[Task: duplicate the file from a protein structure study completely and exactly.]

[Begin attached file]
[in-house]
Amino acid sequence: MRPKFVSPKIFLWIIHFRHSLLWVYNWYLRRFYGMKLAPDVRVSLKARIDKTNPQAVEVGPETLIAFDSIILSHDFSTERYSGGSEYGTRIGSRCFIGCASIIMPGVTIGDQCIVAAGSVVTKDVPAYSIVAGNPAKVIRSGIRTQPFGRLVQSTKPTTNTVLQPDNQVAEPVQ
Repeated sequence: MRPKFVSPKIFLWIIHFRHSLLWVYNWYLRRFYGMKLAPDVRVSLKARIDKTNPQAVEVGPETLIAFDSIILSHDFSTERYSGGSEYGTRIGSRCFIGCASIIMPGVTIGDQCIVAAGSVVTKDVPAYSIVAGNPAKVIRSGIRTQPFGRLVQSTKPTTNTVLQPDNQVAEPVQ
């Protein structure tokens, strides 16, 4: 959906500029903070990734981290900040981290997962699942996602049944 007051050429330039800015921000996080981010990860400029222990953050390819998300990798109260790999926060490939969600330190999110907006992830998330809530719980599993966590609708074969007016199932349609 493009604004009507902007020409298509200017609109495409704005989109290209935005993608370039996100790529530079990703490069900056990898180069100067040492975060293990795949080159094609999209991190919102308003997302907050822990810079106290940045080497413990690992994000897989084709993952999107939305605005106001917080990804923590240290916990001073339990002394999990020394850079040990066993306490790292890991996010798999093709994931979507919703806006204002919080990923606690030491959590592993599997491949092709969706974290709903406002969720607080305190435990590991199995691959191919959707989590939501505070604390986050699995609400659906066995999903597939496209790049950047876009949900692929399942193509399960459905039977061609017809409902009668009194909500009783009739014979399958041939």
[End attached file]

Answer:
[in-house]
Amino acid sequence: MRPKFVSPKIFLWIIHFRHSLLWVYNWYLRRFYGMKLAPDVRVSLKARIDKTNPQAVEVGPETLIAFDSIILSHDFSTERYSGGSEYGTRIGSRCFIGCASIIMPGVTIGDQCIVAAGSVVTKDVPAYSIVAGNPAKVIRSGIRTQPFGRLVQSTKPTTNTVLQPDNQVAEPVQ
Repeated sequence: MRPKFVSPKIFLWIIHFRHSLLWVYNWYLRRFYGMKLAPDVRVSLKARIDKTNPQAVEVGPETLIAFDSIILSHDFSTERYSGGSEYGTRIGSRCFIGCASIIMPGVTIGDQCIVAAGSVVTKDVPAYSIVAGNPAKVIRSGIRTQPFGRLVQSTKPTTNTVLQPDNQVAEPVQ
């Protein structure tokens, strides 16, 4: 959906500029903070990734981290900040981290997962699942996602049944 007051050429330039800015921000996080981010990860400029222990953050390819998300990798109260790999926060490939969600330190999110907006992830998330809530719980599993966590609708074969007016199932349609 493009604004009507902007020409298509200017609109495409704005989109290209935005993608370039996100790529530079990703490069900056990898180069100067040492975060293990795949080159094609999209991190919102308003997302907050822990810079106290940045080497413990690992994000897989084709993952999107939305605005106001917080990804923590240290916990001073339990002394999990020394850079040990066993306490790292890991996010798999093709994931979507919703806006204002919080990923606690030491959590592993599997491949092709969706974290709903406002969720607080305190435990590991199995691959191919959707989590939501505070604390986050699995609400659906066995999903597939496209790049950047876009949900692929399942193509399960459905039977061609017809409902009668009194909500009783009739014979399958041939």